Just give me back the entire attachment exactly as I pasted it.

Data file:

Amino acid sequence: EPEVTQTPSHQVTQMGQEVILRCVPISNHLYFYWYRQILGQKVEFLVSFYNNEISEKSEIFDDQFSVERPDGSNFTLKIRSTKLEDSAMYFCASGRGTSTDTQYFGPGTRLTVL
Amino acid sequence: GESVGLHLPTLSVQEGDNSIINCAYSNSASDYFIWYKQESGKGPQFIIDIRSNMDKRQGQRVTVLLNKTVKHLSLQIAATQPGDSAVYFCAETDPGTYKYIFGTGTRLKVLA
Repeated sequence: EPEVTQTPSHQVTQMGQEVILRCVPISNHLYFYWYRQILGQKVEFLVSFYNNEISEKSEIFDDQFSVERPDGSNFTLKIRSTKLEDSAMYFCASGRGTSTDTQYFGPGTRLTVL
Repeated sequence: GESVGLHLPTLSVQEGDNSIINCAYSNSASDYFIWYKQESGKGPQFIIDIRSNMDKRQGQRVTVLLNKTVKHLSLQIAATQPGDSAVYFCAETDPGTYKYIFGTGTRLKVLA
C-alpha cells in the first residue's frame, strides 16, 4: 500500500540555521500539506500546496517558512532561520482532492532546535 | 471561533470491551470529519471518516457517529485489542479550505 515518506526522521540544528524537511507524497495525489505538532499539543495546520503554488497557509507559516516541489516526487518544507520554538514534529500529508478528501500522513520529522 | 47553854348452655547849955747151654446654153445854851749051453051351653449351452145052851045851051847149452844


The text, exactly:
Amino acid sequence: EPEVTQTPSHQVTQMGQEVILRCVPISNHLYFYWYRQILGQKVEFLVSFYNNEISEKSEIFDDQFSVERPDGSNFTLKIRSTKLEDSAMYFCASGRGTSTDTQYFGPGTRLTVL
Amino acid sequence: GESVGLHLPTLSVQEGDNSIINCAYSNSASDYFIWYKQESGKGPQFIIDIRSNMDKRQGQRVTVLLNKTVKHLSLQIAATQPGDSAVYFCAETDPGTYKYIFGTGTRLKVLA
Repeated sequence: EPEVTQTPSHQVTQMGQEVILRCVPISNHLYFYWYRQILGQKVEFLVSFYNNEISEKSEIFDDQFSVERPDGSNFTLKIRSTKLEDSAMYFCASGRGTSTDTQYFGPGTRLTVL
Repeated sequence: GESVGLHLPTLSVQEGDNSIINCAYSNSASDYFIWYKQESGKGPQFIIDIRSNMDKRQGQRVTVLLNKTVKHLSLQIAATQPGDSAVYFCAETDPGTYKYIFGTGTRLKVLA
C-alpha cells in the first residue's frame, strides 16, 4: 500500500540555521500539506500546496517558512532561520482532492532546535 | 471561533470491551470529519471518516457517529485489542479550505 515518506526522521540544528524537511507524497495525489505538532499539543495546520503554488497557509507559516516541489516526487518544507520554538514534529500529508478528501500522513520529522 | 47553854348452655547849955747151654446654153445854851749051453051351653449351452145052851045851051847149452844